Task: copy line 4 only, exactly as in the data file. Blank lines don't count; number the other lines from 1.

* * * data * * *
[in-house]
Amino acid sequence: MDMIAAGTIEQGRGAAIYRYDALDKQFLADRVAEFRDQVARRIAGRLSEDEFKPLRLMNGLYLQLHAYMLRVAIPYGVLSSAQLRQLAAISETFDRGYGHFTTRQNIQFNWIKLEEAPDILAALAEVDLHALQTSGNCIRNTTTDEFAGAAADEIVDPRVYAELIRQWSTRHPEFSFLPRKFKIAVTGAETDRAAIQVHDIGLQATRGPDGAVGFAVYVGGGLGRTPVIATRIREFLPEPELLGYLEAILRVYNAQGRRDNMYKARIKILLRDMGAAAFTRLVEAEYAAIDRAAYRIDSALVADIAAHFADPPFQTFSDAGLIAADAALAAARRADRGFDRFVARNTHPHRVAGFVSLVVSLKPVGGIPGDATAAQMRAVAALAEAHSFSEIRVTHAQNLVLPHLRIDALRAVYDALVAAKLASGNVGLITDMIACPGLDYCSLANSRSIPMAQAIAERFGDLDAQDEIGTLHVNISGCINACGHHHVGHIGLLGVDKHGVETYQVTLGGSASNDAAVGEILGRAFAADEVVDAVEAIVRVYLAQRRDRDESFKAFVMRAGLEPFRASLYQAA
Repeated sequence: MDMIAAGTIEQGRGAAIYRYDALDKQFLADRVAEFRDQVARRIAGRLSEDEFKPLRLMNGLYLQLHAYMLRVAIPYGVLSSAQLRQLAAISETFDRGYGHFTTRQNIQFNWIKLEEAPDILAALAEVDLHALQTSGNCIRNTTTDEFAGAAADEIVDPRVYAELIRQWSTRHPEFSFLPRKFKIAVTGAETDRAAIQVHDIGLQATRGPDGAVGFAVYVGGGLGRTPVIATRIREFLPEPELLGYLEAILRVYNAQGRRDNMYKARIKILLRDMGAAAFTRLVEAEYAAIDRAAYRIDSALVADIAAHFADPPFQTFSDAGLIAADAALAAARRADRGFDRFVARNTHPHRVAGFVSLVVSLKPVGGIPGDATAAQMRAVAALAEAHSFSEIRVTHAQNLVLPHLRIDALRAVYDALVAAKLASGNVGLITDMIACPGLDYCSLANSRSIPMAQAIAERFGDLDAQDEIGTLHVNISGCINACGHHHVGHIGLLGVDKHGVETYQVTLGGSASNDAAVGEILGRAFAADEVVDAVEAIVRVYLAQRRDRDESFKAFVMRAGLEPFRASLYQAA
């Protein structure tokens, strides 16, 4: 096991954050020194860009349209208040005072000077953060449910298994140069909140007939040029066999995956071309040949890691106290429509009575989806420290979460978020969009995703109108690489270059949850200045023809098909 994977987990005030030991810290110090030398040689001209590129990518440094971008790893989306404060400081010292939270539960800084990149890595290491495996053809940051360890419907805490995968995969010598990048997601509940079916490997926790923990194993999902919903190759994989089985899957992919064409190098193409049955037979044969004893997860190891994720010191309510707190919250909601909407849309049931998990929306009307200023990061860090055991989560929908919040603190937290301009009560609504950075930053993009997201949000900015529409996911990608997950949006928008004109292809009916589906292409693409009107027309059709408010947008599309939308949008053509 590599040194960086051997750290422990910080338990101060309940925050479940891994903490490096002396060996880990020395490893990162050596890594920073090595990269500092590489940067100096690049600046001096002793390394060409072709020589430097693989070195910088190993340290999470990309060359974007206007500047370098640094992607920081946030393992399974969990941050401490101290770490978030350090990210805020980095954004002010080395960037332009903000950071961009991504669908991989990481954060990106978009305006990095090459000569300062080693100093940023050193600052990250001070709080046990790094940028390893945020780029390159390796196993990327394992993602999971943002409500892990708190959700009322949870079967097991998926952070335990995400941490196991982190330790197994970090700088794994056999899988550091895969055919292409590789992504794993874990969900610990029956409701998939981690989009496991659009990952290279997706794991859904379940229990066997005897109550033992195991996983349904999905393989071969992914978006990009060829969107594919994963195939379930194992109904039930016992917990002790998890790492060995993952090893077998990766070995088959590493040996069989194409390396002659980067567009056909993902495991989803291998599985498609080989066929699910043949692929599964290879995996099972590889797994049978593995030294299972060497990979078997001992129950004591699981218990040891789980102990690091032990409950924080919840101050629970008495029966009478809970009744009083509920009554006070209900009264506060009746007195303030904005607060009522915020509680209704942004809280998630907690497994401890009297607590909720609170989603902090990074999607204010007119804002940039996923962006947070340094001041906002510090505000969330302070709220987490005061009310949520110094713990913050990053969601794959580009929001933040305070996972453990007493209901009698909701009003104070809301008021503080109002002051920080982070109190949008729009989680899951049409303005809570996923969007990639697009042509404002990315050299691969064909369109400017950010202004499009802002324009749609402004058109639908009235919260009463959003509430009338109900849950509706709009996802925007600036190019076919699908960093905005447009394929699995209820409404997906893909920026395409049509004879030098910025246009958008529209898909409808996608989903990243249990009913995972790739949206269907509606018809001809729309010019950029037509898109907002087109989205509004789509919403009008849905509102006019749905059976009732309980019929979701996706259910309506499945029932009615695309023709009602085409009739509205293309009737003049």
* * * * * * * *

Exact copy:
């Protein structure tokens, strides 16, 4: 096991954050020194860009349209208040005072000077953060449910298994140069909140007939040029066999995956071309040949890691106290429509009575989806420290979460978020969009995703109108690489270059949850200045023809098909 994977987990005030030991810290110090030398040689001209590129990518440094971008790893989306404060400081010292939270539960800084990149890595290491495996053809940051360890419907805490995968995969010598990048997601509940079916490997926790923990194993999902919903190759994989089985899957992919064409190098193409049955037979044969004893997860190891994720010191309510707190919250909601909407849309049931998990929306009307200023990061860090055991989560929908919040603190937290301009009560609504950075930053993009997201949000900015529409996911990608997950949006928008004109292809009916589906292409693409009107027309059709408010947008599309939308949008053509 590599040194960086051997750290422990910080338990101060309940925050479940891994903490490096002396060996880990020395490893990162050596890594920073090595990269500092590489940067100096690049600046001096002793390394060409072709020589430097693989070195910088190993340290999470990309060359974007206007500047370098640094992607920081946030393992399974969990941050401490101290770490978030350090990210805020980095954004002010080395960037332009903000950071961009991504669908991989990481954060990106978009305006990095090459000569300062080693100093940023050193600052990250001070709080046990790094940028390893945020780029390159390796196993990327394992993602999971943002409500892990708190959700009322949870079967097991998926952070335990995400941490196991982190330790197994970090700088794994056999899988550091895969055919292409590789992504794993874990969900610990029956409701998939981690989009496991659009990952290279997706794991859904379940229990066997005897109550033992195991996983349904999905393989071969992914978006990009060829969107594919994963195939379930194992109904039930016992917990002790998890790492060995993952090893077998990766070995088959590493040996069989194409390396002659980067567009056909993902495991989803291998599985498609080989066929699910043949692929599964290879995996099972590889797994049978593995030294299972060497990979078997001992129950004591699981218990040891789980102990690091032990409950924080919840101050629970008495029966009478809970009744009083509920009554006070209900009264506060009746007195303030904005607060009522915020509680209704942004809280998630907690497994401890009297607590909720609170989603902090990074999607204010007119804002940039996923962006947070340094001041906002510090505000969330302070709220987490005061009310949520110094713990913050990053969601794959580009929001933040305070996972453990007493209901009698909701009003104070809301008021503080109002002051920080982070109190949008729009989680899951049409303005809570996923969007990639697009042509404002990315050299691969064909369109400017950010202004499009802002324009749609402004058109639908009235919260009463959003509430009338109900849950509706709009996802925007600036190019076919699908960093905005447009394929699995209820409404997906893909920026395409049509004879030098910025246009958008529209898909409808996608989903990243249990009913995972790739949206269907509606018809001809729309010019950029037509898109907002087109989205509004789509919403009008849905509102006019749905059976009732309980019929979701996706259910309506499945029932009615695309023709009602085409009739509205293309009737003049």